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QnA: Sitting down with Britt Daehnke

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QnA: Sitting down with Britt Daehnke

brittAs Gannon forges onward into the second half of the academic year, many of the offices on-campus are in full swing of connecting with alumni. In particular, the Office of Advancement has been busy contacting alumni about supporting the university. Britt Daehnke is a member of the Advancement Office, and we had a chance to sit down and talk with her about what kinds of things are going on at this time of year with the alumni.

Q: Just starting off: briefly talk about what you do in relations to the University. 

A: Sure. I’m in the Advancement Office. We are on the third and fourth floors of Old Main. What I primarily do is meet and talk with alumni, parents, friends, and businesses that are related to the university, and have an interest in Gannon.

Officially, I’m the Coordinator of University Engagement, but really the Advancement Office’s goal is to keep the connection alive, primarily with alumni who went to Gannon of Villa Maria College. What I do secure funds for scholarships and capital projects, so I raise money that helps the students. Alumni for the most part came to Gannon and had some financial help. So what I do now is try to get financial help from them to help current students and all future students. So we raise scholarships, projects that are happening around the campus, the greatest needs of the University. So we help in any way we can.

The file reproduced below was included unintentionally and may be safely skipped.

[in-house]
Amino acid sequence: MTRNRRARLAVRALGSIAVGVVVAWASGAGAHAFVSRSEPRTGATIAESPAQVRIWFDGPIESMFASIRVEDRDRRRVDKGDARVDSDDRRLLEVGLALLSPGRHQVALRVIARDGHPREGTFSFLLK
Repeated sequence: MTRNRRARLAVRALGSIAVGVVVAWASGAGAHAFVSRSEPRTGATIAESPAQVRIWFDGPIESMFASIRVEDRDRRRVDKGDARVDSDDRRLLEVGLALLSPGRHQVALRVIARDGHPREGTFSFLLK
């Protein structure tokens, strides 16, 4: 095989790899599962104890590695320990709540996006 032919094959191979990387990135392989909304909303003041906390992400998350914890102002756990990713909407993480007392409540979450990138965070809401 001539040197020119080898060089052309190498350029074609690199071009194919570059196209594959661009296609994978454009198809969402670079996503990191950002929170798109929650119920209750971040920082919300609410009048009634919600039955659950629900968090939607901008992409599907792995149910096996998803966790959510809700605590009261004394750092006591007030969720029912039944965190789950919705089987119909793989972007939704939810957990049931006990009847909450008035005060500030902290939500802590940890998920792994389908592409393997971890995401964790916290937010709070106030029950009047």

Q: You are an alumna yourself, correct? 

A: I am, I graduated from Gannon in 1998 with an English-Communications degree. I started working here at the university when they built the alumni staff. I went and received my master’s degree in 2005 in Public Administration.

 Q: So then, for a while you’ve been looking to help Gannon, even while you were here. 

A: Yes. Working in the Fundraising-Advancement office at a university is not something you go to college to do. When I was a student here, I helped with our Student Phone-A-Thon. So we called alumni regularly and asked for their donations over the phone. So I did that as a freshman, and they asked me to remain on as a volunteer. So I did, and eventually they started to pay students to do Phone-A-Thons, and I was one of those. I eventually became a student supervisor my senior year. So I knew all about the Advancement Office at Gannon, I had a lot of mentors here that worked in the office. And so I knew that was an area I wanted to pursue. When I was studying communications, I didn’t want to be a PA or anything like that. It was very open to what I wanted to do. Being at Gannon is being at home for me, I received financial support while I was here, and so it’s an honor to raise money for students that are coming through the school now.

Q: You had that experience of reaching out to alumni in your undergrad years, so did that give you an advantage of sorts when you graduated?